When Markus Walz graduated with a bachelor's degree in philosophy and economics from the University of Bayreuth in Germanym he was keen to take a master's in another country. After looking at options in a few countries, he opted for a course in consumer and business marketing at Stockholm University.
"I liked the theoretical research-oriented approach. I liked the fact that it was really academic," he says.
Walz was also attracted by the city of Stockholm itself, which he had visited while on an Erasmus exchange in Helsinki.
Many students see postgraduate degrees in management or business as a way to make themselves attractive to the best employers and boost their earning potential. Stockholm University School of Business is attracting students from around the world with its English-language master's courses.
Around 40 percent of students in master's programmes at the school are from outside Sweden.
International students can choose from five business master's courses at the school: accounting, auditing and analysis, banking and finance, consumer and business marketing, management studies and strategic IT management.
Walz is one of many international students at the School of Business. Indeed, the school was the second most applied-for institution in Sweden among overseas students this year - the first year in which overseas students in Sweden will pay tuition fees.
Overall, of the ten most applied for master's courses in Sweden last year, three were at the school.
"These are encouraging numbers and they confirm that we need not compete on price. We will continue to offer master programmes with a genuine mix of international students," says Professor Thomas Hartman, dean of the School of Business.
Stockholm University was a popular choice in other disciplines too.
Hundreds of international applications were received for courses such as international commercial arbitration law, globalisation, environment and social change, IT project management and the international master's programme in political science.
Overall, 5,377 overseas applicants applied to study a master's course at Stockholm, making it the second-most popular university in the country among foreign students.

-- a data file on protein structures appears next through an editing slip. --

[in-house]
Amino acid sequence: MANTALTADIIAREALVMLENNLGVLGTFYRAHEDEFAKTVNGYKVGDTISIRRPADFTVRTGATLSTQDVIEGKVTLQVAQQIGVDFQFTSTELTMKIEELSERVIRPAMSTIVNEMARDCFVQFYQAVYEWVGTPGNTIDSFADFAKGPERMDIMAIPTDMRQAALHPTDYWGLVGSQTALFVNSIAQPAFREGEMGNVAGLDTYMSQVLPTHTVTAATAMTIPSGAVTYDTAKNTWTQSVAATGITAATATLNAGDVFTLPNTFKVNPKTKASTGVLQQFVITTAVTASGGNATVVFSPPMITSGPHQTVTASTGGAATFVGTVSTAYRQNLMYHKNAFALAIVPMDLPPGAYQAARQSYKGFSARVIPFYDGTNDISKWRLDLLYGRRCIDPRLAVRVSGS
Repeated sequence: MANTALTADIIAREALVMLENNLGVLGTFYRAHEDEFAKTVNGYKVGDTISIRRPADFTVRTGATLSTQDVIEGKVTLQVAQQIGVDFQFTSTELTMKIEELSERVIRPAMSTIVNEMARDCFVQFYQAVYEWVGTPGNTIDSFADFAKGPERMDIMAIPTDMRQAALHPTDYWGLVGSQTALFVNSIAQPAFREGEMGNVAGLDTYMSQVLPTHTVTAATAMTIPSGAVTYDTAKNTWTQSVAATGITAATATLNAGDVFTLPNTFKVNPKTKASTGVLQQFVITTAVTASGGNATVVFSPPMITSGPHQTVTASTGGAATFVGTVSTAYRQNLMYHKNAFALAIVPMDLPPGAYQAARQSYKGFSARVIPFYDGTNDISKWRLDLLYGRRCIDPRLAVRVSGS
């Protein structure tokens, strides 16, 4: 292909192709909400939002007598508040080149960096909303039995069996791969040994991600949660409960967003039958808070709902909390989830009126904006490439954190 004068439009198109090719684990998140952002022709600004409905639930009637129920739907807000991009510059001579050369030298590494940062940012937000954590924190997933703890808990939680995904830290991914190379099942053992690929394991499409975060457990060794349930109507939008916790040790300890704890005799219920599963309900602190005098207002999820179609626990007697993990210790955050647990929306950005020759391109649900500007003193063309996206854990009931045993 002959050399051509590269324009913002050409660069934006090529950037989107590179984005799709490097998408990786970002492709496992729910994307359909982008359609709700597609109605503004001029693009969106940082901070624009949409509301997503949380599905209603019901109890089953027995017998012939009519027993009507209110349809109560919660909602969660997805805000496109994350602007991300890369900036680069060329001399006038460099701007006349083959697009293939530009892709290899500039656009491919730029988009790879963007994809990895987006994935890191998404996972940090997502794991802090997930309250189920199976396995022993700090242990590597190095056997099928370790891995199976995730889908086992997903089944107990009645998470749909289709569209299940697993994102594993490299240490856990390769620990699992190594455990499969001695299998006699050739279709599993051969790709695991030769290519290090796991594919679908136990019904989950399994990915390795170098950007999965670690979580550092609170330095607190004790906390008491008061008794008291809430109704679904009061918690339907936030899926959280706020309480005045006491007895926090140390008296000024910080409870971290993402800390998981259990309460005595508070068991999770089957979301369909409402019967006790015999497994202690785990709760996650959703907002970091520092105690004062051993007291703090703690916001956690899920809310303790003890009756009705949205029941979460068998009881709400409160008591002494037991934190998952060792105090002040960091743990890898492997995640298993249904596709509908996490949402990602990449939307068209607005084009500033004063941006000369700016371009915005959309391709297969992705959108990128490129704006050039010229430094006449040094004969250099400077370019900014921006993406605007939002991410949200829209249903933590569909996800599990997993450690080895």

Dr. Björn Hagströmer, who lectures in financing at the school, praises the calibre of students on the business-related master's at Stockholm University. Hägströmer, who completed his PhD at Aston University in the UK, says Swedish universities have several advantages at the Master's level.
"The students here are at various different stages in life. Many people on the courses have already worked full-time for several years. In the UK, for instance, people often go straight from school to do an undergraduate degree and then on to a master's."
The result of this is mature relationships between students and teachers.
"It's a bit more grown-up and based on mutual respect," he says.
Walz says he appreciates the non-hierarchical Swedish approach.
"In the German system, the average professor has an old-school attitude: he stands at the front of the class and says, 'This is the truth - swallow it.' Here, there is a more discussion-based approach. Everyone's on first-name terms too, which makes it easier to establish an academic relationship with the professors," he observes.
Students are also helped by the university's excellent reputation with employers. The career service at the university operates workshops for Master's students on Swedish companies and the Swedish labour market. The School of Business has partnerships with companies including KPMG, Nordea, Phillips and Nordic Equities.
"Quite a few international students have stayed on in Sweden after studying, either to work or to do a PhD," says Hagströmer.
Naturally, students coming from abroad are also selecting a place to live, as well as a place to study. On that note, Stockholm scores highly. Of course, students can access all the entertainment opportunities you would expect from one of Europe's most glamorous and beautiful capital cities, but international students organize a plethora of activities for themselves through the Graduate Student Council.
"We organize movie nights, dinners, pub crawls and other social events and are supported by the university authorities," says Walz.
The Graduate Student Council also helps with the more practical side of student life, organising everything from library tours to help with accommodation.